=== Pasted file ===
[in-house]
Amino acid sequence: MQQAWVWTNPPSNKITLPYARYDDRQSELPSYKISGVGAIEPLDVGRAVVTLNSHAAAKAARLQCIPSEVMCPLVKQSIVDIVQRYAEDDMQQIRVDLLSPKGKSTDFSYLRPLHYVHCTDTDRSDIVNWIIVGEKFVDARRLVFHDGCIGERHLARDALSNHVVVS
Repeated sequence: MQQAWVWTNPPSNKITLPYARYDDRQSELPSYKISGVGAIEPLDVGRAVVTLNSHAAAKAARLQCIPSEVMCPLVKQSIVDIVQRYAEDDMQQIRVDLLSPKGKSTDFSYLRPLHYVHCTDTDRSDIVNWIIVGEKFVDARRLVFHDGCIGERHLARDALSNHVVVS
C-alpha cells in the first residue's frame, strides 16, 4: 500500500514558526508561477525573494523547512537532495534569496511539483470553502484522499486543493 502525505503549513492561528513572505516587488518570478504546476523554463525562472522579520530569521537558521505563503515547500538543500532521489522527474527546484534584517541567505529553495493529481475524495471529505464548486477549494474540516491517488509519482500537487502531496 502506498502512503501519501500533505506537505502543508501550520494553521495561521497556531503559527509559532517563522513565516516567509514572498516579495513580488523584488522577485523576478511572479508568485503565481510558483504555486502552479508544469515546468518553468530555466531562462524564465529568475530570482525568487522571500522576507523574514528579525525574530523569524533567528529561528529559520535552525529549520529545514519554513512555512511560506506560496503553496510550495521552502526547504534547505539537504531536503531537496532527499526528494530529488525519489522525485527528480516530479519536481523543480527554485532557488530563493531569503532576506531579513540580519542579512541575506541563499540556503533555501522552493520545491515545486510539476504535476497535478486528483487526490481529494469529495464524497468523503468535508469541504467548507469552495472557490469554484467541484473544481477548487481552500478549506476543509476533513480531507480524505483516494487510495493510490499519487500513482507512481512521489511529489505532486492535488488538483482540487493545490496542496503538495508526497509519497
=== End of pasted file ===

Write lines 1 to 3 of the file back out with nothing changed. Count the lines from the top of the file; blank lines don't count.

[in-house]
Amino acid sequence: MQQAWVWTNPPSNKITLPYARYDDRQSELPSYKISGVGAIEPLDVGRAVVTLNSHAAAKAARLQCIPSEVMCPLVKQSIVDIVQRYAEDDMQQIRVDLLSPKGKSTDFSYLRPLHYVHCTDTDRSDIVNWIIVGEKFVDARRLVFHDGCIGERHLARDALSNHVVVS
Repeated sequence: MQQAWVWTNPPSNKITLPYARYDDRQSELPSYKISGVGAIEPLDVGRAVVTLNSHAAAKAARLQCIPSEVMCPLVKQSIVDIVQRYAEDDMQQIRVDLLSPKGKSTDFSYLRPLHYVHCTDTDRSDIVNWIIVGEKFVDARRLVFHDGCIGERHLARDALSNHVVVS